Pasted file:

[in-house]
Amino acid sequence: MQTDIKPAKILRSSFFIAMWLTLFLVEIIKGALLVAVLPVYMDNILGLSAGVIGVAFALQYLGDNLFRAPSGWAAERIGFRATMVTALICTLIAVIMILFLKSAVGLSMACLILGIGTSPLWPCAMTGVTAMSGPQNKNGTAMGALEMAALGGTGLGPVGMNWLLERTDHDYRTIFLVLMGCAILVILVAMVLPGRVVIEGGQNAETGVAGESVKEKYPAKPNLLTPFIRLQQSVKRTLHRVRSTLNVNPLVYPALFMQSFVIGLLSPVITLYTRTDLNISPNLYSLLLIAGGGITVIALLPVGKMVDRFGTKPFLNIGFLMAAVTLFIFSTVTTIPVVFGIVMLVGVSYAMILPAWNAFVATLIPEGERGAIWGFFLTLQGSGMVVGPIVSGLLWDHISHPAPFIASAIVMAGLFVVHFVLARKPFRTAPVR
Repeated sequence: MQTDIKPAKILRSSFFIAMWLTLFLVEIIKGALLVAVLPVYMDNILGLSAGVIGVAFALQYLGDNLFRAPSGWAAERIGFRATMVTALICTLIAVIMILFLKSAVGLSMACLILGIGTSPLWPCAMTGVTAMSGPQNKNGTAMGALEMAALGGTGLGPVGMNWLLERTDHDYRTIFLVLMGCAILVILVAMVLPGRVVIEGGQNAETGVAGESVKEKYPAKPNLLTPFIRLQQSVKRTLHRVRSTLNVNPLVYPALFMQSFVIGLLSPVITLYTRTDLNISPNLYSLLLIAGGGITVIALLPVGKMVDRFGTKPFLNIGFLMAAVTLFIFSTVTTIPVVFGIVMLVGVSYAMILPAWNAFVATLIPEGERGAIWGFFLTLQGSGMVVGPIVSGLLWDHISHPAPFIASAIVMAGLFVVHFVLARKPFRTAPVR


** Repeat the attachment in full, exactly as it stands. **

[in-house]
Amino acid sequence: MQTDIKPAKILRSSFFIAMWLTLFLVEIIKGALLVAVLPVYMDNILGLSAGVIGVAFALQYLGDNLFRAPSGWAAERIGFRATMVTALICTLIAVIMILFLKSAVGLSMACLILGIGTSPLWPCAMTGVTAMSGPQNKNGTAMGALEMAALGGTGLGPVGMNWLLERTDHDYRTIFLVLMGCAILVILVAMVLPGRVVIEGGQNAETGVAGESVKEKYPAKPNLLTPFIRLQQSVKRTLHRVRSTLNVNPLVYPALFMQSFVIGLLSPVITLYTRTDLNISPNLYSLLLIAGGGITVIALLPVGKMVDRFGTKPFLNIGFLMAAVTLFIFSTVTTIPVVFGIVMLVGVSYAMILPAWNAFVATLIPEGERGAIWGFFLTLQGSGMVVGPIVSGLLWDHISHPAPFIASAIVMAGLFVVHFVLARKPFRTAPVR
Repeated sequence: MQTDIKPAKILRSSFFIAMWLTLFLVEIIKGALLVAVLPVYMDNILGLSAGVIGVAFALQYLGDNLFRAPSGWAAERIGFRATMVTALICTLIAVIMILFLKSAVGLSMACLILGIGTSPLWPCAMTGVTAMSGPQNKNGTAMGALEMAALGGTGLGPVGMNWLLERTDHDYRTIFLVLMGCAILVILVAMVLPGRVVIEGGQNAETGVAGESVKEKYPAKPNLLTPFIRLQQSVKRTLHRVRSTLNVNPLVYPALFMQSFVIGLLSPVITLYTRTDLNISPNLYSLLLIAGGGITVIALLPVGKMVDRFGTKPFLNIGFLMAAVTLFIFSTVTTIPVVFGIVMLVGVSYAMILPAWNAFVATLIPEGERGAIWGFFLTLQGSGMVVGPIVSGLLWDHISHPAPFIASAIVMAGLFVVHFVLARKPFRTAPVR